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Old 02-07-2001, 11:54 AM   #5
Location: Boston, MA
Join Date: Jun 2000
Posts: 21


I passed your posting along to a good friend of mine who is a certified Feldenkrais (TM) practitioner. Here is what she wrote:

I suggest looking up and choosing the teacher at the most convenient location. If s/he is worth his or her salt, folding (body flexing) lessons will be initiated by gentle arching movements. These relax the back extensor muscles into being able to let go so the flexors can do their job.

If arching is the only thing that's being done, as you describe, the nervous system will not learn to balance these two muscle groups into being able to fully relax in order for the other to fully contract. The flexor muscles have to learn to relax fully as well, so that they may contract from their maximum length and not an already partially contracted (hypertonic) state, which is quite inefficient.

The gist is to get away from that vicious cycle of strengthening one muscle group to counteract the other, and then vice versa, to maintain the upright position. The opposite should be the goal: Being able to stand with both muscle groups being balanced in a way so that each needs to do the LEAST amount of work to accomplish this (or any other) task. And for that learning one needs Feldenkrais Awareness Through Movement lessons, many, many different ones, not only a single one that's then made into a routine "exercise". The learning must come from within, quite unconsciously, and not, like an exercise, from the will.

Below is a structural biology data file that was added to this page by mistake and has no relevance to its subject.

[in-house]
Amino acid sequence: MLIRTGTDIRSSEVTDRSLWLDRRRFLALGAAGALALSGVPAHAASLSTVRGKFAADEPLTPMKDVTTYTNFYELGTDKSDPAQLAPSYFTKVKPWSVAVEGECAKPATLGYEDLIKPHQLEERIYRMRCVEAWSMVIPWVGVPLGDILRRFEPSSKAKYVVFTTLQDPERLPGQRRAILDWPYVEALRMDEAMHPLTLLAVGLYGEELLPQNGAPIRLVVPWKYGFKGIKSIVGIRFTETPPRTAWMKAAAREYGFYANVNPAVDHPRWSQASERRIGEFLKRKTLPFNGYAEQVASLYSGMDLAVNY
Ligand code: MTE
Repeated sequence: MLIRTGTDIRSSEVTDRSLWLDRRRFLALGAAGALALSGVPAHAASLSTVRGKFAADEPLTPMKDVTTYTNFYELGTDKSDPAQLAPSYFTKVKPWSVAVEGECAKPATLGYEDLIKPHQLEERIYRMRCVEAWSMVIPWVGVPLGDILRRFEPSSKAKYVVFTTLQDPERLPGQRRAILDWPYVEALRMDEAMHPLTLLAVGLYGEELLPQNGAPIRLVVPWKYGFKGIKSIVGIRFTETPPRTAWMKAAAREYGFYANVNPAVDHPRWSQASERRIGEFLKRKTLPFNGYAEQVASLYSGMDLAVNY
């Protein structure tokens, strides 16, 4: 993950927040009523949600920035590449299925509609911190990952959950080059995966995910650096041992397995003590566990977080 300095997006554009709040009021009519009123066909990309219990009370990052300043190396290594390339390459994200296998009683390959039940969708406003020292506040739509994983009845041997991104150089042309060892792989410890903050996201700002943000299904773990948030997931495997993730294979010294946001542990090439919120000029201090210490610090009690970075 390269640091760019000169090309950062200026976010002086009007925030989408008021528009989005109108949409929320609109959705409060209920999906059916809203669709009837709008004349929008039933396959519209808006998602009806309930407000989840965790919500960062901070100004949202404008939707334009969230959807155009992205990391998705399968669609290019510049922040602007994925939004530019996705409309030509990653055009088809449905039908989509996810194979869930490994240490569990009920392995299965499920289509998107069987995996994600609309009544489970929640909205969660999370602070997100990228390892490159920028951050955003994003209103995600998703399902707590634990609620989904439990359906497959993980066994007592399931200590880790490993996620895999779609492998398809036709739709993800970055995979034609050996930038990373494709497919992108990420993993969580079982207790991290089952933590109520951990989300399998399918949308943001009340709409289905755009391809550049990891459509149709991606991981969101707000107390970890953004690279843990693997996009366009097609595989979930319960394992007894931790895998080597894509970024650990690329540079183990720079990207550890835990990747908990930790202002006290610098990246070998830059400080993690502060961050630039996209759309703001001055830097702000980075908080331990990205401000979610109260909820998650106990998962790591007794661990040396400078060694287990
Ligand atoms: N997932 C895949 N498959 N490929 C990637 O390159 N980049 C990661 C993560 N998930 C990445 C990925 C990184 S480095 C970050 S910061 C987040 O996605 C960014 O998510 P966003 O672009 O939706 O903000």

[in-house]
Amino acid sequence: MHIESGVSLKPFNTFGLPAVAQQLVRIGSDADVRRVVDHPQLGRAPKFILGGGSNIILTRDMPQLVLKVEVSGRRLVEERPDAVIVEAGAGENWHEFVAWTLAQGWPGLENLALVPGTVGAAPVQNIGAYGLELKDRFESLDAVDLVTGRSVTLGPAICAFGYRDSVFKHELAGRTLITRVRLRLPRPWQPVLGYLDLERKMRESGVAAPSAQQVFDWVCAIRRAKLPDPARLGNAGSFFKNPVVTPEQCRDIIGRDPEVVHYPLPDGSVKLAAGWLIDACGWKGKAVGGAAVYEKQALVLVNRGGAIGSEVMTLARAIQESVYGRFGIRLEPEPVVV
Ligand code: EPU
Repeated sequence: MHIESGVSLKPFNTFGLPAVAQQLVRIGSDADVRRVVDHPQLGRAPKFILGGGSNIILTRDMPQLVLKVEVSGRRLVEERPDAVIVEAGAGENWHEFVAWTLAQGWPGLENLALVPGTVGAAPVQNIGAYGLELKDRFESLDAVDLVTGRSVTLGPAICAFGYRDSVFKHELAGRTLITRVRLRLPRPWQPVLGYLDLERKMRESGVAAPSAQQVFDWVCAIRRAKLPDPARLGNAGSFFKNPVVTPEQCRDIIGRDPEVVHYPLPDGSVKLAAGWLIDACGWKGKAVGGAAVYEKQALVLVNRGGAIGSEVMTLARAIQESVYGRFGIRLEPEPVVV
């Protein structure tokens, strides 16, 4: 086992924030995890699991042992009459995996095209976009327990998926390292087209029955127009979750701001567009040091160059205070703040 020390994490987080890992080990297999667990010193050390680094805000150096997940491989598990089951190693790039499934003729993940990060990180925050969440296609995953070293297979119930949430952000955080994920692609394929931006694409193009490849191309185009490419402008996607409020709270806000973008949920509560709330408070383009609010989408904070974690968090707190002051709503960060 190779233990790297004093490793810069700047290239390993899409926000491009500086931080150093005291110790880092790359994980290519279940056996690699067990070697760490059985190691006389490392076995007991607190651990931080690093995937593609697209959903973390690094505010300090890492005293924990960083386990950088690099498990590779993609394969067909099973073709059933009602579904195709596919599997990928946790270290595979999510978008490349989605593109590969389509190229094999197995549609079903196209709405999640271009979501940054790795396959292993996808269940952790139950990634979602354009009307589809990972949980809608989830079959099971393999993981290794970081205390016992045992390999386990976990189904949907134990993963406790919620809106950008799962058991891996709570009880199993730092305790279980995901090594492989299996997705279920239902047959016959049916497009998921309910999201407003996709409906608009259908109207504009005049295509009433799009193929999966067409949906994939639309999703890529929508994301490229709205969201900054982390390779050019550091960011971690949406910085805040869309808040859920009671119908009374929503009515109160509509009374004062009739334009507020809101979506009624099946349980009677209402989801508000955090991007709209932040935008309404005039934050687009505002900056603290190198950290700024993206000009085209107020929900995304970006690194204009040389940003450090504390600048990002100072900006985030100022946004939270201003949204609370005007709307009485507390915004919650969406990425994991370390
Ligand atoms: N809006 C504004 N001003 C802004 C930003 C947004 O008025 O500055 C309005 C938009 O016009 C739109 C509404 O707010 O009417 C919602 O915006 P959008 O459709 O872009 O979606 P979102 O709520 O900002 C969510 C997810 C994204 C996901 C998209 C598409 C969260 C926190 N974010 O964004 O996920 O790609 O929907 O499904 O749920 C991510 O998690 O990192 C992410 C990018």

Now, there is, as usual, a caveat. If the vertebrae of your lower back are fused, or have some other mechanical obstruction that prohibits them from building a forward curve with one another, no amount of muscle relaxation will help in achieving a smooth roll.
[Edited by afwen on February 7, 2001 at 11:21am]

Life is like a long journey with a heavy load. --Tokugawa Ieyasu
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